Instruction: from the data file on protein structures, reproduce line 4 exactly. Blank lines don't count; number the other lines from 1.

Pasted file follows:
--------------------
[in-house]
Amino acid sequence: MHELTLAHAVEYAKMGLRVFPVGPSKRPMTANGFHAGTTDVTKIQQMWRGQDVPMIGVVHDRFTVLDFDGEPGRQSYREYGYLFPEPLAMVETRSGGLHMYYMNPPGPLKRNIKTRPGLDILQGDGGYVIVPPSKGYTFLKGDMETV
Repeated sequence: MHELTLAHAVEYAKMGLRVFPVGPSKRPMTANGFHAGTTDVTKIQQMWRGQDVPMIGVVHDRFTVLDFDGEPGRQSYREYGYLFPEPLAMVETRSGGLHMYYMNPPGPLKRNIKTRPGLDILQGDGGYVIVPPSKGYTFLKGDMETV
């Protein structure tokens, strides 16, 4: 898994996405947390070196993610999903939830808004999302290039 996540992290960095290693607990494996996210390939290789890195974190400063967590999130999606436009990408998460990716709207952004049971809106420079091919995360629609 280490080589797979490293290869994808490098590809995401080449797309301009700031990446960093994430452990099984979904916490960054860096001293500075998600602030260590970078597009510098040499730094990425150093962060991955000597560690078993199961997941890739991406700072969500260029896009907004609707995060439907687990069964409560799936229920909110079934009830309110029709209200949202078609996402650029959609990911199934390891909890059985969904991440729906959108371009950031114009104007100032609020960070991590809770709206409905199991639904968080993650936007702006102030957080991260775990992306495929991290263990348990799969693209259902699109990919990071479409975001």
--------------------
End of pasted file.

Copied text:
């Protein structure tokens, strides 16, 4: 898994996405947390070196993610999903939830808004999302290039 996540992290960095290693607990494996996210390939290789890195974190400063967590999130999606436009990408998460990716709207952004049971809106420079091919995360629609 280490080589797979490293290869994808490098590809995401080449797309301009700031990446960093994430452990099984979904916490960054860096001293500075998600602030260590970078597009510098040499730094990425150093962060991955000597560690078993199961997941890739991406700072969500260029896009907004609707995060439907687990069964409560799936229920909110079934009830309110029709209200949202078609996402650029959609990911199934390891909890059985969904991440729906959108371009950031114009104007100032609020960070991590809770709206409905199991639904968080993650936007702006102030957080991260775990992306495929991290263990348990799969693209259902699109990919990071479409975001």